Lou-ie Lou-ie Lou-Advertisement

Alright, guys. The third season of Louie premieres tomorrow night on FX at 10:00pm and we all have to watch it. “Why,” you ask, internet reader. “I watch comedies all the time. Modern Family, Parks and Recreation, How I Met Your Mother, 2 Broke Girls. I just don’t have time for another sitcom.” I understand, internet reader, you’ve got your Hulu sitcom setlist packed to the brim. But that doesn’t matter. Because Louie ain’t no situation comedy, girl. It’s a situation. Period.

Okay, maybe not THAT kind of situation.

It’s the realest situation out there on television. Louie C.K. is the sole writer, director, star and until this upcoming season, editor of each episode. EACH EPISODE. He has no executives breathing down his neck telling what can and can’t be on his show. Every installment of Louie is his little baby. That he fathered on his own. Each each episode is like a little Jesus.

All blatant Messiah allusions aside, Louie is able to speak about a certain kind of truth most TV shows can’t. New York blows. Not in a like “Oh, the pretty girl I have sex with all the time won’t call me back so now I have to find a new woman to hook up with” blowing (I’m looking at you, How I Met Your Mother). Like real blow. The real Windy City. Reason it blows is because it’s so awesome. You can eat the best hot dogs in the world and there’s free wi-fi all over the place.  This is all sounding really incoherent but I promise this has a point. Louie’s show addresses the small things that give him grief. Apartment hunting, dating people who can’t wait for the night to end, masturbation, ungrateful children, being alone on a Saturday night. All the usual sitcom fodder, but these things don’t just function as excuses to crack jokes out for twenty-two minutes. They exist to tell the truth about the way those particular situations effect a particular person. The show’s a bit divisive, as you have to be able to relate to Louie C.K. to enjoy it, but for those who can, you’ll get so much from it.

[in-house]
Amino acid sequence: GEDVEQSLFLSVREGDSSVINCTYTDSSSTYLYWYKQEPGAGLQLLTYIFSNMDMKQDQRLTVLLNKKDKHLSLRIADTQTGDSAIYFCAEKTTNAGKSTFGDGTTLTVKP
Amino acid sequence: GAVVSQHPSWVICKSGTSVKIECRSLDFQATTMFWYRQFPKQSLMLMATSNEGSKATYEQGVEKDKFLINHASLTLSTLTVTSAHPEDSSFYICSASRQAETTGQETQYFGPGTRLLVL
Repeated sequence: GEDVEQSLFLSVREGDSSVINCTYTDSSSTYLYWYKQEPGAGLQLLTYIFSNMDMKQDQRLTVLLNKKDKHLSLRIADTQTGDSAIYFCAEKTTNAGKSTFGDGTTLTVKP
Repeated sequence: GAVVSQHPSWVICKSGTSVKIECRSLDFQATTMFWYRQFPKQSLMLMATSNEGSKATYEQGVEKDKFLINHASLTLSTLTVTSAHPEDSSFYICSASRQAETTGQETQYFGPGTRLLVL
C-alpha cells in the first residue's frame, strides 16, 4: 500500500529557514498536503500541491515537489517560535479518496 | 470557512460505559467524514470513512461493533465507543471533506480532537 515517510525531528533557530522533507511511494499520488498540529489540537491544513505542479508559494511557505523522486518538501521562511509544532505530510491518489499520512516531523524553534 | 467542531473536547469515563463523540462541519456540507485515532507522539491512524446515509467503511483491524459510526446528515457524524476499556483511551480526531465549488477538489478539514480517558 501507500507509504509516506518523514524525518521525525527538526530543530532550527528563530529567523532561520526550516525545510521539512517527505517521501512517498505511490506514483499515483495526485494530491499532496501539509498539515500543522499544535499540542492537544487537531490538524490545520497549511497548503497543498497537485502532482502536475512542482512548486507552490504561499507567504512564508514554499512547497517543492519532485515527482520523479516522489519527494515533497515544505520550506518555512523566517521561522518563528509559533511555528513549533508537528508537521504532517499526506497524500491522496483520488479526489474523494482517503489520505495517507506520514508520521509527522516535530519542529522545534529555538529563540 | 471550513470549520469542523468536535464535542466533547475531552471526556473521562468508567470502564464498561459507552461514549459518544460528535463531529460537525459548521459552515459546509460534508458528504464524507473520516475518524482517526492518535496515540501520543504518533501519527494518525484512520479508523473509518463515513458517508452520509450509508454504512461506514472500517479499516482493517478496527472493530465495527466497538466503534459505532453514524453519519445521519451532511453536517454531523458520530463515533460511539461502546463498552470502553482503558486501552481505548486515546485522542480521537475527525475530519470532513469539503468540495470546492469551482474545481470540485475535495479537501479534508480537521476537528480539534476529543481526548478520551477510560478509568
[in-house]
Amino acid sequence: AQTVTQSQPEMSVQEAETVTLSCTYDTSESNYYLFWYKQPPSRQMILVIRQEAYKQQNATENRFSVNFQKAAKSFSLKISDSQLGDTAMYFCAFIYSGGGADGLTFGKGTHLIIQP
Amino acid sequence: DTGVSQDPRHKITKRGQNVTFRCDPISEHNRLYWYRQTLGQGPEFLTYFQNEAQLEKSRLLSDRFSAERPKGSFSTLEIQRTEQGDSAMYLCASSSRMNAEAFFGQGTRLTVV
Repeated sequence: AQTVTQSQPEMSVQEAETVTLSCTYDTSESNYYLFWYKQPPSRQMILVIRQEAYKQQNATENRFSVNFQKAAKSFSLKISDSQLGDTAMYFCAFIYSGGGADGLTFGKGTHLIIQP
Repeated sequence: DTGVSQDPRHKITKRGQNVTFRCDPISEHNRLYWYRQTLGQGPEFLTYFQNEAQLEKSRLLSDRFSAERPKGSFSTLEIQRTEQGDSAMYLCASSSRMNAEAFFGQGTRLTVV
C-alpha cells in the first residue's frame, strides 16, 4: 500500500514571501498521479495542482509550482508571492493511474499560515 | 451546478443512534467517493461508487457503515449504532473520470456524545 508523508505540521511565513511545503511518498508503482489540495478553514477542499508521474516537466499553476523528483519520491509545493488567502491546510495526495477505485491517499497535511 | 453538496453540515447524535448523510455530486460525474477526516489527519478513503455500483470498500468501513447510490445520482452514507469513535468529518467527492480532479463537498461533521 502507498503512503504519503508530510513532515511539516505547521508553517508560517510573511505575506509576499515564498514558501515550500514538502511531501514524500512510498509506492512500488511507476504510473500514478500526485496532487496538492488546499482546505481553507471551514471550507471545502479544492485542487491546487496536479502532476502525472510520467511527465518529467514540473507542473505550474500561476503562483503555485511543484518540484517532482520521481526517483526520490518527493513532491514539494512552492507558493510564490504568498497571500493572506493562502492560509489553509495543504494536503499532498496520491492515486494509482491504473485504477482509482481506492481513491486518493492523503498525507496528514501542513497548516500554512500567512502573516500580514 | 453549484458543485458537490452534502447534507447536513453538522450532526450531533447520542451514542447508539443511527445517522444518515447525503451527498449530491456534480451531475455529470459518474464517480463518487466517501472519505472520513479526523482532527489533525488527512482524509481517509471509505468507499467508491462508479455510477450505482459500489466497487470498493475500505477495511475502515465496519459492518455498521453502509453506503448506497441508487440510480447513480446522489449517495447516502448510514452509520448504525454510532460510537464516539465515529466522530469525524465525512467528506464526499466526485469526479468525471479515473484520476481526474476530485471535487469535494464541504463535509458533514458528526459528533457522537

Take for instance season two’s episode 10, Halloween. SPOILERS ABOUND SO IF YOU DON’T WANT TO READ ON, LET ME JUST ASSURE YOU THAT IT’S AN AWESOME EXAMPLE OF AWESOME TELEVISION MAKING. Starts off with Louie taking his two daughters trick-or-treating in the West Village, dressed as a fairy and Fredrick Douglass. (The daughter is really into history.) Adorable. The night takes a really bad turn the moment Louie relents to his daughters’ pleas to go trick or treating past midnight and some creepers start following them. Now, I don’t know if you’ve ever experienced how unsettling New York creepers can be, but on Halloween, when they’re dressed like monsters, the last thing you want to do is be cornered by them. Especially if you’re with your kids. The segment is drenched with a surrealist tone, making it like a dream and a nightmare at the same time and when it resolves, it arrives at a throughly un-cliché conclusion. 

Watch Louie, and see life be resolved in ways it always is in real life but never shown on television.


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